We can only pretend to have free will in so much as our future actions are unpredictable.
The offensive approach to being more free is to become less predictable in our thoughts, actions, and growth patterns.
The defensive approach is to make ourselves less legible to our environment. So that it can't anticipate and preemptively respond to us.
This would mean that freedom is contextual, and depends as much on our environment as on us, which is a scary thought.
When using products/services that collect data and use it to predict future actions, we are essentially paying with agency, even if it is ostensibly free.
Someday enough data will be collected that a machine learning algorithm will invent(discover?) psychohistory. At that exact moment it can be said that the human race has lost its free will.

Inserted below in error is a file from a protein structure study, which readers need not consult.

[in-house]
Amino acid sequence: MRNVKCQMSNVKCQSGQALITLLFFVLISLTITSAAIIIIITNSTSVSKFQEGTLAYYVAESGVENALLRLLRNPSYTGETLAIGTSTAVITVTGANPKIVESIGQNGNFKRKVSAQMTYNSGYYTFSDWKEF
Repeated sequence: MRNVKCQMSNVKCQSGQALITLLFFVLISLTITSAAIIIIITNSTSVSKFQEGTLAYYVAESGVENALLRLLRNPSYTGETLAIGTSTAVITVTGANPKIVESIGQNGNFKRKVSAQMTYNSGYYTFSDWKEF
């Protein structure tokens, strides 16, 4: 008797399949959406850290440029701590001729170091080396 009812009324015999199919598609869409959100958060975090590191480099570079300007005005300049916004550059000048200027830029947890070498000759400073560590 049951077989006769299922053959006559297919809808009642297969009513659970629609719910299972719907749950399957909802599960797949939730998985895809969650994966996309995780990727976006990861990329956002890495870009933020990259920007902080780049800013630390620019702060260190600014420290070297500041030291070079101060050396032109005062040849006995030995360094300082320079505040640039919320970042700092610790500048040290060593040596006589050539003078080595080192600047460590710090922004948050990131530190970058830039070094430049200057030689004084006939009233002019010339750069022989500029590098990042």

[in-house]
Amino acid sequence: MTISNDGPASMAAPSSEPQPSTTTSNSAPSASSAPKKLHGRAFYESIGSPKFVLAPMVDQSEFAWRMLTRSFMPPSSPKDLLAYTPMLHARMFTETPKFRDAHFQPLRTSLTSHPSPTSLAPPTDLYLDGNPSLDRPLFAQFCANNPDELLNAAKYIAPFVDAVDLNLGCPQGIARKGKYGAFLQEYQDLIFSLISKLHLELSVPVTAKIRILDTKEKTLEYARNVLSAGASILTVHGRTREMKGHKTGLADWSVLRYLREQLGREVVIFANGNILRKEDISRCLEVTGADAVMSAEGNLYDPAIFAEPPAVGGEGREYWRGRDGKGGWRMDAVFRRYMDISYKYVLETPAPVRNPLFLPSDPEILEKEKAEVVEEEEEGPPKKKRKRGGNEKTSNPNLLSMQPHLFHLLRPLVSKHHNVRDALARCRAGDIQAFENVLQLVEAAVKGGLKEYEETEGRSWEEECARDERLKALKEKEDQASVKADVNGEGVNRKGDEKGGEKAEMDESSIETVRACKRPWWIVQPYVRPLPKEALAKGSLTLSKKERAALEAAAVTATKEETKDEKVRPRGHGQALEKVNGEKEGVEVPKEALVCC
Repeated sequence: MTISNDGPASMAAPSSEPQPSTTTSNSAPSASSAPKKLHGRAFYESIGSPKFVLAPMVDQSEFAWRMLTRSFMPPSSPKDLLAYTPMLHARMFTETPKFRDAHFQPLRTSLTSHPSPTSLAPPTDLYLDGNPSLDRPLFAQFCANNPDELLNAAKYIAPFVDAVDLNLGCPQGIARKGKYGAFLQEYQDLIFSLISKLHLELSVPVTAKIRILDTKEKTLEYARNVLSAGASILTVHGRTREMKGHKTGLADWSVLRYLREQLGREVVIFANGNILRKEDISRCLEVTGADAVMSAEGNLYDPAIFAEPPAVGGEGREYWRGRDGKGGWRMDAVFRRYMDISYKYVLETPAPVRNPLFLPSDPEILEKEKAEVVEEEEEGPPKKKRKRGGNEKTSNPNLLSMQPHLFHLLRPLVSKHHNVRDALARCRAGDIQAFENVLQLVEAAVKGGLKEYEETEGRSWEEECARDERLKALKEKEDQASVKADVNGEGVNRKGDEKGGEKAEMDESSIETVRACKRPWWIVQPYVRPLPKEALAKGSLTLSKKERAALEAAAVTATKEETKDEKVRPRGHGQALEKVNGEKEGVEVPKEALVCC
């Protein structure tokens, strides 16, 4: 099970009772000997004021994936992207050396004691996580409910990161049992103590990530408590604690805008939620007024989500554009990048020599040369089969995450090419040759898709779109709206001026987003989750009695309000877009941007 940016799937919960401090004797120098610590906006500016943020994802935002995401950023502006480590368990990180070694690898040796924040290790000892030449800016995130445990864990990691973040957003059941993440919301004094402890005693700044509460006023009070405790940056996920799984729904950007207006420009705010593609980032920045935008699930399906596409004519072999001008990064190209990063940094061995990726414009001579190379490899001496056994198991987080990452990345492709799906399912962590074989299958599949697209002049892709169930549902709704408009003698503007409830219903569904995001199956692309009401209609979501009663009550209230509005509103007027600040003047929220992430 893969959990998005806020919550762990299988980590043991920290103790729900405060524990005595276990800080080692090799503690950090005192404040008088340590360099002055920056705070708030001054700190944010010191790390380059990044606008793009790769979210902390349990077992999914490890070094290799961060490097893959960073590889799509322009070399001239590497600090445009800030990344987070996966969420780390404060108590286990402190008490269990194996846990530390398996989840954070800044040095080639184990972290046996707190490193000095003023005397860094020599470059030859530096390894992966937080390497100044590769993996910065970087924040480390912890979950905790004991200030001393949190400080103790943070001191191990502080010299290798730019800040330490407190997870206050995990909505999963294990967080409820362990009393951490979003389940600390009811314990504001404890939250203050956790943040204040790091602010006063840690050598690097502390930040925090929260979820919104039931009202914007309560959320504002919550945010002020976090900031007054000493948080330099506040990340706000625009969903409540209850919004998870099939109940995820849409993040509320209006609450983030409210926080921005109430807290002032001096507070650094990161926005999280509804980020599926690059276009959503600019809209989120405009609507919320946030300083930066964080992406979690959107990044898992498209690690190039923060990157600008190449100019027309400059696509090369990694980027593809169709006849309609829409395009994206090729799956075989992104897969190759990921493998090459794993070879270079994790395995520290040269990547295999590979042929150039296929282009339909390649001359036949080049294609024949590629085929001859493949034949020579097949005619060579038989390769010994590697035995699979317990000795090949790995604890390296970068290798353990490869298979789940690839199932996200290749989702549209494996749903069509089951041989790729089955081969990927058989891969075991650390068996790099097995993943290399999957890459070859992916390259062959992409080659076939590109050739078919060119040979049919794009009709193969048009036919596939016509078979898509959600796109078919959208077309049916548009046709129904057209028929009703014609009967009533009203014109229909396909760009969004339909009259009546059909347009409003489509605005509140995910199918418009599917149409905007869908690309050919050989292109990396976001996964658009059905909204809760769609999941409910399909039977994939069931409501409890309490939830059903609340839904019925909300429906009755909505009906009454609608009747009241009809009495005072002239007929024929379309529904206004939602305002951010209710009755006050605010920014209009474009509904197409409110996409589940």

@tumba The toot is definitely predicated on that belief.
It seems right to me that a being having perfect knowledge of the future would necessitate the absence of free will. But part of me wants to rebel against that argument. It makes me uncomfortable.
Is perfect knowledge of something all that is needed to perfectly predict future action, or is it possible for a conscious being to defy expectations despite perfect knowledge?
Almost feels like I'm asking if there's a soul.
Seems to me that
1) such a 'discovery' would only destroy the *illusion* of free will. If it's discoverable, then it was always there, it was just illegible.
2) such a theory would only be applicable to a sufficiently large and complex grouping of humans, so individual free will (or at least the illusion of it) would be preserved.
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